That Time I Tried To Explain To My Son What Happens After Kindergarten And All Hell Broke Loose

Tell the truth, but not the WHOLE truth.

by Julie Ann Exter
Originally Published: 

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When is it a bad idea to over-explain something to a child?

I learned an important lesson while talking to my 4-year-old the other day: over-explaining things is just as bad as not explaining them at all. Maybe even worse.

Ever start off by answering a simple question for your kid, then another, then another, until at some point you realize that you’re falling into a supermassive black hole that’s going to unravel the space-time continuum? Yep. It was one of those.

The question that started us all down the path to destruction in this case was “What happens after kindergarten?” Okay, simple enough, I’ve got this. “After kindergarten you start first grade. You do a different grade every year until you finish eighth grade,” I explained. Like someone who still had a firm grip on the situation.”Then what?”

Me: Then you go to high school.

Him: Then what?

Me: Then lots of people decide to go to college.

Him: What’s college?

Me: College is where you go to learn a lot more things about a lot of different subjects and hopefully figure out what you want to do for a living, like for a job. You know how Daddy and I have jobs?

That would’ve been the logical place to wrap up the conversation and file under “revisit this at a later date,” right? Nope, I pressed on,

At this point my son started to look … concerned. Uh-oh. Better save this. Must keep explaining.

Him: But how do you know what you want to learn?

Me: Well, you’ll actually spend your whole life figuring that out. You’ll learn about a lot of things in school, and some of them you’ll be really interested in, and you’ll go from there.

And now we’ve reached the point in the conversation where I pushed my son over the Rubicon from vague dismay and into something else entirely:

Me: What do you think you might like to be when you grow up?


Here, of course, I was expecting typical kid answers — fireman, astronaut, policeman, whatever. I was even prepared to award bonus points in the unlikely event he pulled out something impressive (neurosurgeon, captain of industry, Supreme Court justice) and even more bonus points if he came up with something bizarre (a squirrel, a rock, Lady Gaga). What I was not expecting at all is what he came up with:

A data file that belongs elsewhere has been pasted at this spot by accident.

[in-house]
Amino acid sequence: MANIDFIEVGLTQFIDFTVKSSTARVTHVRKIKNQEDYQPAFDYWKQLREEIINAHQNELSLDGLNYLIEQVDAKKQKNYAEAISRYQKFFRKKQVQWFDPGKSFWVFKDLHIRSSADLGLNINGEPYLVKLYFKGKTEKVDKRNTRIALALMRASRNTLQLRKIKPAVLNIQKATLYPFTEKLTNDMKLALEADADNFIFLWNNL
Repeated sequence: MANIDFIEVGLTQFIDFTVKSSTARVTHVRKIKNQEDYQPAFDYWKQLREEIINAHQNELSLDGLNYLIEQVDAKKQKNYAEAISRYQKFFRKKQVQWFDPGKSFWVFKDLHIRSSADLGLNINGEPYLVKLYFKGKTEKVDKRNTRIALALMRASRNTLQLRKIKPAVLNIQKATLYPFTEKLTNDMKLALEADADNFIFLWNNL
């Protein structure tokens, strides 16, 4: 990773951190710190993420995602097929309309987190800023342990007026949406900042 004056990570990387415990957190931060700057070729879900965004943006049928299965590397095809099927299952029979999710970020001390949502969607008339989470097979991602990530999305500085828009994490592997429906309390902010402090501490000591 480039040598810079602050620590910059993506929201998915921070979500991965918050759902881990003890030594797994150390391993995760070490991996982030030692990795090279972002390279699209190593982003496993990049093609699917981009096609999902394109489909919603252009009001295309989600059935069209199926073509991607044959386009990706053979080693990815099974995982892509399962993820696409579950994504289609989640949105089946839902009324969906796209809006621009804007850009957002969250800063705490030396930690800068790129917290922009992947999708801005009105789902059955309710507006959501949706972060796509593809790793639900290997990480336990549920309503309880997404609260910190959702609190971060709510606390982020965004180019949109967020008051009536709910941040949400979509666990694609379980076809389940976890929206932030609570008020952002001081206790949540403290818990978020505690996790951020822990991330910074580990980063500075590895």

“Nothing. I wanna be nothing!”

Great, now I’ve set us all on a course for a future where he’s 35 and living at home playing World of Warcraft in my basement. That would’ve been the logical place to wrap up the conversation and file under “revisit this at a later date,” right? Nope, I pressed on, determined to talk my way to the bottom of this.

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Me: Really? Nothing? You’re gonna have a hard time paying your bills. That’s why Daddy and I work — so we can pay for stuff like our house and food and our car.

Him: But I don’t know how to do anything!

Me: Dude, relax, you’re 4, you’ve got plenty of ti—

Him (wailing): I can’t be anything when I grow up because I do-o-on’t knowwwww howwwww toooo doooo anythinggggg…


At this point it was clear I had talked the poor kid into a mini self-esteem crisis. This is the moment he’s going to revisit 20 years from now in therapy! Abort mission! All I had set out to do was field the easy grounder of “Here’s what comes after kindergarten,” and I had instead inspired him to perform a mental inventory of “Stuff He Knows About” and arrive at the conclusion of No Useful Things For Obtaining Gainful Employment In Adult Life. Age 4 and ready to throw in the vocational towel. I was on the verge of laughter and tears. Definitely one of those.

I spent the next 20 minutes (and that’s being generous) trying to explain how we spend our entire education slowly building up the foundation of stuff we know, and about how we keep learning throughout our lives, and about how he has his whole life ahead of him to decide what he wants to do with it, and no pressure, geez.

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Then our conversation was interrupted by my middle son, age 2, who until this point had been quietly listening to me and his brother talk. “I’m gonna be Big Bird when I grow up, Mommy,” he declared, pleased with himself.

Julie Ann Exter is a therapist and publishing liasion. Topics she has written about include politics, health, and parenting. You can find more Quora posts here:

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